Entrepreneur parley again set at Morgan Weekend of meetings will showcase small, black-run enterprises

Networking, making sales

40 firms expected to join in workshops, internship, job hunt

October 26, 1998|By Shanon D. Murray | Shanon D. Murray,SUN STAFF

Robert E. De'Shazo, owner of Pulaski Tire Service, walked away from the Black Entrepreneurship Weekend at Morgan State University last year with a deal to service a company's fleet of vehicles, and two interns who helped him research his business plan.

Not bad for a first-time event, he said.

And for that reason, Black Professional Men Inc. and the university's Earl G. Graves School of Business and Management will play host to their second annual Black Entrepreneurship Weekend on Nov. 6 and 7.

The two-day event at Morgan's McKeldin Center offers black-owned or black-operated businesses a venue where they can sell the community on their services and products, hire interns and employees, and attend business workshops.

The event also offers opportunities for businesses to network with procurement officers from the city, state, and local companies who are searching for vendors, and representatives from financial institutions that make loans to small businesses.

In turn, students and community members hope to find internships and jobs, sit in on workshops and find black businesses they might want to patronize.

"Any time you're plugging away at a business, you have to make something happen," said De'Shazo, owner of the Rosedale car service center. "I was at the entrepreneurship weekend, I seized the moment and it has helped my business."

Edwin V. Avent, co-founder of Black Professional Men Inc., a nonprofit group dedicated to the economic and educational development of the African-American community, said, "There's not enough showcasing of African-American businesses in the city."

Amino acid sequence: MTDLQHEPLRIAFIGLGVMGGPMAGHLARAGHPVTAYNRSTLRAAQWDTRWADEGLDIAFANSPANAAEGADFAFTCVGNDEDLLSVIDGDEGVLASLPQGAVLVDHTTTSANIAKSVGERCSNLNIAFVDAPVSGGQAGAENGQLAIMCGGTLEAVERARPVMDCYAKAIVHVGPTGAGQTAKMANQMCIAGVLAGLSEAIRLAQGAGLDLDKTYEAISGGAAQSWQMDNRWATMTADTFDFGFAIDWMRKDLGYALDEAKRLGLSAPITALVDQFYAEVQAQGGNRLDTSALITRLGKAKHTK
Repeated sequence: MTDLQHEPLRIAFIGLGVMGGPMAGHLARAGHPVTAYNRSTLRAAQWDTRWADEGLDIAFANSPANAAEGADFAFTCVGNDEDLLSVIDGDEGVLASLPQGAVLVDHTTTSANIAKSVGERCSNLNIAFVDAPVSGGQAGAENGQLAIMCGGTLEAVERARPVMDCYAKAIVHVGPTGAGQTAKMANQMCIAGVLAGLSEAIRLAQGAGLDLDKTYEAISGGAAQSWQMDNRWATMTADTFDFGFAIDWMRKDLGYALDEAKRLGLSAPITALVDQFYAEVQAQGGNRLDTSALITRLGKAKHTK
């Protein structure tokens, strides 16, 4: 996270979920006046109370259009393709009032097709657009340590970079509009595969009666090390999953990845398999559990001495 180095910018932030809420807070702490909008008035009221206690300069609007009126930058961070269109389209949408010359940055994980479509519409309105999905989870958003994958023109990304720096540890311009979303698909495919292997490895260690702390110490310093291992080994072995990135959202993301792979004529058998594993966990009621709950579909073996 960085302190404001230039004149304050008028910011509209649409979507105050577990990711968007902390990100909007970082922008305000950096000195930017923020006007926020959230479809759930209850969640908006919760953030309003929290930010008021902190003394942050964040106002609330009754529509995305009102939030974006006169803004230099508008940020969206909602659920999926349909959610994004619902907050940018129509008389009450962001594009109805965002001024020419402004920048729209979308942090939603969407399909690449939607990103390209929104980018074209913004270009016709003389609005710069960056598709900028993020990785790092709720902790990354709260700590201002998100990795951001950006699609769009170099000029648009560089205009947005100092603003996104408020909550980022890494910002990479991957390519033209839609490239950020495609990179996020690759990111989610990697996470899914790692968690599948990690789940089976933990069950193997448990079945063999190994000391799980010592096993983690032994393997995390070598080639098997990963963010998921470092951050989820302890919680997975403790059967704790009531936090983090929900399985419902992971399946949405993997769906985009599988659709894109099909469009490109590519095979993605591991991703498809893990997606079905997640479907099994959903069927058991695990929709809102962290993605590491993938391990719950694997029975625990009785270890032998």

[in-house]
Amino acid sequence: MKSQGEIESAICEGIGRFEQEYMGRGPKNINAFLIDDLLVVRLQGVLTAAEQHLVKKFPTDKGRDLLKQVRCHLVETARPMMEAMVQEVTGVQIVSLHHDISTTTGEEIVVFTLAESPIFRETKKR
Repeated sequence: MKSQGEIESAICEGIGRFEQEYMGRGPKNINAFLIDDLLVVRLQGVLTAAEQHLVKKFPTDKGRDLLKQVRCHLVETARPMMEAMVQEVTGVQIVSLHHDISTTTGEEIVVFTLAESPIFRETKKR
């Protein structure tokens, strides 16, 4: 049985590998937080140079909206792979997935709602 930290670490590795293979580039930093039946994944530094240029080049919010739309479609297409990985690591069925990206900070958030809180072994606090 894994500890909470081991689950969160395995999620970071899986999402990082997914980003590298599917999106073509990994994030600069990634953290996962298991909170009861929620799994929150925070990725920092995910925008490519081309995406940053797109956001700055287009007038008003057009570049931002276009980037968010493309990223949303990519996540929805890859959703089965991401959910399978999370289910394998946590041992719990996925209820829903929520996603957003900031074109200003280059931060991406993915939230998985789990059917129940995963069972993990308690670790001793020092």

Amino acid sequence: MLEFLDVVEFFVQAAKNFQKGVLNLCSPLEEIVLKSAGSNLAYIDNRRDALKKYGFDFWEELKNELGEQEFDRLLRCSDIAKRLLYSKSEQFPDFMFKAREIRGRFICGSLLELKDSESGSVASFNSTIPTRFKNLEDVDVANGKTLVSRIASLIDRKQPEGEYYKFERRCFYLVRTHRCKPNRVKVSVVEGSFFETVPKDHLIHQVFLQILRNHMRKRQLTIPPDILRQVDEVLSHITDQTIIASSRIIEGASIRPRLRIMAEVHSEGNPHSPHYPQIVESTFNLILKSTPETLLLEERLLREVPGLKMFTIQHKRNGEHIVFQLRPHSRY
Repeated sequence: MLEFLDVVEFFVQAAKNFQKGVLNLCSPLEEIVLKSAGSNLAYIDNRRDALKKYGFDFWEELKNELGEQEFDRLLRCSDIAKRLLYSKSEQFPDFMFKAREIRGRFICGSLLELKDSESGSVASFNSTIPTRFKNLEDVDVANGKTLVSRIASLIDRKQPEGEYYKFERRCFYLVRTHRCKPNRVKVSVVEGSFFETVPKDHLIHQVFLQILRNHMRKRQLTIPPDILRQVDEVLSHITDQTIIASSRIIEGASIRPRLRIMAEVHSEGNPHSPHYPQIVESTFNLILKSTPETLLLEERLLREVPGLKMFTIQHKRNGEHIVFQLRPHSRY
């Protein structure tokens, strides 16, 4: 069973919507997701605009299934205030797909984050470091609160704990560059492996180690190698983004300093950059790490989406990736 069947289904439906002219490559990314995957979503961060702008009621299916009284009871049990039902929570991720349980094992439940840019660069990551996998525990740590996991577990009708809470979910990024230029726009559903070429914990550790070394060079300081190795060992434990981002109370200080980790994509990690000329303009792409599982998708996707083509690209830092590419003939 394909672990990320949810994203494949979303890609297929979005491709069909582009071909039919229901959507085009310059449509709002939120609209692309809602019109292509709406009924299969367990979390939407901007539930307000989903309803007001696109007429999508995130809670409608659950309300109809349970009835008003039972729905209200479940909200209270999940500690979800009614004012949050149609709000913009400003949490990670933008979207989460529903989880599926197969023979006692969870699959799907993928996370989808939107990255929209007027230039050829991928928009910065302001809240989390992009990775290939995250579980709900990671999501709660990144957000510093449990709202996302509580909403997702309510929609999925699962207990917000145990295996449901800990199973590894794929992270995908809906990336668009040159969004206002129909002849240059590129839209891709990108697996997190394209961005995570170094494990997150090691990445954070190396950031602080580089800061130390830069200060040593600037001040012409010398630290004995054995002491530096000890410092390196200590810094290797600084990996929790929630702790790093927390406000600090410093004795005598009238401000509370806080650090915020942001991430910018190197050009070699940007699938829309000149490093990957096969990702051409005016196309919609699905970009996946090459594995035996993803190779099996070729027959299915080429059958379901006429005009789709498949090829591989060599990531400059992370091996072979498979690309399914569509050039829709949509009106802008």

Avent is the founder, president and chief executive of U.S. Prevention Marketing Group, a marketing company on St. Paul Street. He also co-owned the Redwood Grill restaurant on Calvert Street for two years before he sold it recently.

The weekend is part of Black Professional Men's goal of helping "African-Americans to take control of their economic destinies," Avent said.

Founded in 1991, the organization has 55 active members, a quarter of whom are business owners, he said.

"Very rarely is there a venue specifically for small, black businesses, and because our students are developing an interest in entrepreneurship, we saw it as an excellent opportunity to bridge that gap," said Kenneth Westary, director of corporate relations for the Graves School.

About 40 businesses are expected to attend this year, including established businesses such as the Afro-American Newspapers and much smaller enterprises akin to the Pulaski Tire Center, Avent said.

"A lot of times, it's difficult getting the word out that there are small, black businesses, and we're doing the same things as the larger companies," said Verdel Elliott, director of human resources for the Afro-American Newspapers, in the 2500 block of N. Charles St.

xTC The newspaper company recruited for interns at the event last year and plans to attend this year, she said.

The Entrepreneurship Weekend is free to the public. Businesses wishing to display their products or services at a vendor table are charged $100 for the weekend and $60 for one day.

Pub Date: 10/26/98

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